Establishment of the Kiralakele mangrove conservation program
Sri Lanka (called Ceylon before 1972), is a 25,000-square-mile island in the Indian Ocean. Its 30,000 acres of mangrove forests contain over half of the world’s mangrove species. Mangroves, which provide natural protection to coastline and act as important fish nurseries, are among the planet’s most endangered ecosystems.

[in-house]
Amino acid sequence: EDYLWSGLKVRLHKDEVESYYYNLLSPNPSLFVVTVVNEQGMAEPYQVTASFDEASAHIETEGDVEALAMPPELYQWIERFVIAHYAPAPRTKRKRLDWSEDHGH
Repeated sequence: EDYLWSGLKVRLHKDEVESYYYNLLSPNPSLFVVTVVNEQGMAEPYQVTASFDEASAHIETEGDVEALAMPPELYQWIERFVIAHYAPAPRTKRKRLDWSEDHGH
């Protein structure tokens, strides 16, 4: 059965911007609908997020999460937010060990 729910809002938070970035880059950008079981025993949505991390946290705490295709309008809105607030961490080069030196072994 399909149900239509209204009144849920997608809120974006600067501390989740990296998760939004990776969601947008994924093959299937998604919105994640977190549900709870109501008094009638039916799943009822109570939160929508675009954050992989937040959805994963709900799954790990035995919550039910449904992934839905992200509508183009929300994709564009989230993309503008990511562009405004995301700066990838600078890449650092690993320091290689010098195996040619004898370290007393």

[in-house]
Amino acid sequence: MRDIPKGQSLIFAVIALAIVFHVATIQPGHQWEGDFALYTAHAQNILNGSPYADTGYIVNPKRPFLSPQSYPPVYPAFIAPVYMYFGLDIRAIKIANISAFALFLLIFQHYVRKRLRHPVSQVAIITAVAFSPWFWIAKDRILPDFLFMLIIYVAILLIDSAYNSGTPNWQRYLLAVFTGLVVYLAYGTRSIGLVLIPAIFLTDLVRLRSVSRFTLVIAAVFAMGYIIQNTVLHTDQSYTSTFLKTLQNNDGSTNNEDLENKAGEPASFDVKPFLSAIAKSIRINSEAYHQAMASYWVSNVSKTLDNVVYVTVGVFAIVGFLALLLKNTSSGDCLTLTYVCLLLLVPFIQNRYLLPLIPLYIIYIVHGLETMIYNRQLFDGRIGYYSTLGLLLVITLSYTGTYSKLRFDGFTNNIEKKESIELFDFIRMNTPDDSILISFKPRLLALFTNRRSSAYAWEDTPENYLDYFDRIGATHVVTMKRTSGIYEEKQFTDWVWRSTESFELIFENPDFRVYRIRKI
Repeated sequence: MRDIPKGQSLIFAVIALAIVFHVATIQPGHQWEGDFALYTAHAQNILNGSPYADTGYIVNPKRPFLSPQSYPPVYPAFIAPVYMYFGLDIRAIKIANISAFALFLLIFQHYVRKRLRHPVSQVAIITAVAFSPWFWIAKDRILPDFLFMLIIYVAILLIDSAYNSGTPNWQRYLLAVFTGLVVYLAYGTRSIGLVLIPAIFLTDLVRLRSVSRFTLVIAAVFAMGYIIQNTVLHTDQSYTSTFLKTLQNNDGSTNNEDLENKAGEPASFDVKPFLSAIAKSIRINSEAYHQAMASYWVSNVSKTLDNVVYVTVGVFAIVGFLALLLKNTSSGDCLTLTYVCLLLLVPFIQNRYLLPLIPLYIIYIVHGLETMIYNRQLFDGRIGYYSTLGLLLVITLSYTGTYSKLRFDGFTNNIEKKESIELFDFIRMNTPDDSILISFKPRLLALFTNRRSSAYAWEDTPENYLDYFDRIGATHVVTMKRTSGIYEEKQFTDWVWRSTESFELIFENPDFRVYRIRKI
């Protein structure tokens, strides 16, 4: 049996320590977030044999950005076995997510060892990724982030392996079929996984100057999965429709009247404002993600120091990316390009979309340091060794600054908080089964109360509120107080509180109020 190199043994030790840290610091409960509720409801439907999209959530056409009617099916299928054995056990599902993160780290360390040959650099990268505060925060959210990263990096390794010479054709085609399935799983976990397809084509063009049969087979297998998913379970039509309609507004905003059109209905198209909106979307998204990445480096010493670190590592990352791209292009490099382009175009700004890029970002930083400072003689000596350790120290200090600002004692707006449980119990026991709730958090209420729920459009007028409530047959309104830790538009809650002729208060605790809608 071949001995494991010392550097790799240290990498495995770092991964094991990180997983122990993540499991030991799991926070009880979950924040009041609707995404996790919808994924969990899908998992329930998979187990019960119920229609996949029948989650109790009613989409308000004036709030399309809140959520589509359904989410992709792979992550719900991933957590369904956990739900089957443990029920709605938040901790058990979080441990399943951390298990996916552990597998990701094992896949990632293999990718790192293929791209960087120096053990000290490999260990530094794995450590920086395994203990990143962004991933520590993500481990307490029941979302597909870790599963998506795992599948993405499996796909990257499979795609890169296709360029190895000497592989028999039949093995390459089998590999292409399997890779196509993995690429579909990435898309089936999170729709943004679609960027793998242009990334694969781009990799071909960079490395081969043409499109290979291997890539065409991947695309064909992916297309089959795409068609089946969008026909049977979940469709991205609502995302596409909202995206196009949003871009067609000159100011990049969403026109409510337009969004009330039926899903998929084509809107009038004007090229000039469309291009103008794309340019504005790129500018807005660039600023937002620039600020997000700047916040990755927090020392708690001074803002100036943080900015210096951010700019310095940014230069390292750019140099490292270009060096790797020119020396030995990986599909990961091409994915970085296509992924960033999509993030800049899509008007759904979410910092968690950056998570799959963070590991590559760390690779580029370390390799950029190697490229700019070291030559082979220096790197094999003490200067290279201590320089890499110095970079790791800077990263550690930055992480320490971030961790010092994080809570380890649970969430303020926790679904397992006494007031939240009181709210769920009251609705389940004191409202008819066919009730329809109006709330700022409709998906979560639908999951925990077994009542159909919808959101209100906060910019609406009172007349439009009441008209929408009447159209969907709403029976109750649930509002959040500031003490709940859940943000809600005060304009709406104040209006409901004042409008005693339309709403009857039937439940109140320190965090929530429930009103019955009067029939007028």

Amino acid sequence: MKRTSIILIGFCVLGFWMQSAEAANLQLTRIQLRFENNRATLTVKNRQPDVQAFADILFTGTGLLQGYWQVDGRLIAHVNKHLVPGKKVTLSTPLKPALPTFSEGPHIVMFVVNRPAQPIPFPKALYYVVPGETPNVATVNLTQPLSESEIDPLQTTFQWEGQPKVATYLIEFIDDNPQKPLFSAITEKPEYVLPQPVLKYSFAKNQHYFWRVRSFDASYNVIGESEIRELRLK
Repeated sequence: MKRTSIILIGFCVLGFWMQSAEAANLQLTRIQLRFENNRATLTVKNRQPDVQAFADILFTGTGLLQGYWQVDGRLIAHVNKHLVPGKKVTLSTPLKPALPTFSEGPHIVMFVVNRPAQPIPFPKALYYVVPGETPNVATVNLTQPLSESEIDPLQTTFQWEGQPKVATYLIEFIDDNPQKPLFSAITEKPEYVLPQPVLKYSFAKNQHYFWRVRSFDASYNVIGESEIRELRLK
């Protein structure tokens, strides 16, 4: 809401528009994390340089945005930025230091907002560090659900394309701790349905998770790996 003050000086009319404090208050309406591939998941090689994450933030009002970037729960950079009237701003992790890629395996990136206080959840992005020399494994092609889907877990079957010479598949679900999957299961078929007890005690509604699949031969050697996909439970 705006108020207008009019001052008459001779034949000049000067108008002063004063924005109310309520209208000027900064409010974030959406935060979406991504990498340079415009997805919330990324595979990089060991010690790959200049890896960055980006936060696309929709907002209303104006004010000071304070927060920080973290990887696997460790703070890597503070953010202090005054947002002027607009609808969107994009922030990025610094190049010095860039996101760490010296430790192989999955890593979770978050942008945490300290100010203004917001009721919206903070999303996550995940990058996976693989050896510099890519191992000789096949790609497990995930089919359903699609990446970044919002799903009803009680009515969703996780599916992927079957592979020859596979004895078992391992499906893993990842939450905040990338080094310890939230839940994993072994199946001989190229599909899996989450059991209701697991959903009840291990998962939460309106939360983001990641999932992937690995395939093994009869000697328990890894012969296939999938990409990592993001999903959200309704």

In response to threats to Sri Lanka’s mangroves, the Small Fishers Federation of Lanka (also known as Sudeesa) has begun a mangrove conservation program. Seacology support has enabled Sudeesa to establish the Kiralakele mangrove conservation program in southern Sri Lanka. This program combines rehabilitation of degraded mangrove areas with the establishment of a mangrove arboretum as an ecotourism destination, and the construction of the south coast’s first mangrove resource center. Sudeesa director Anuradha Wickramasinghe received the 2001 Seacology Prize in recognition of his outstanding work to preserve coastal resources and provide stewardship and economic opportunities to fisher folk in Sri Lanka.Full or partial funding for this project provided by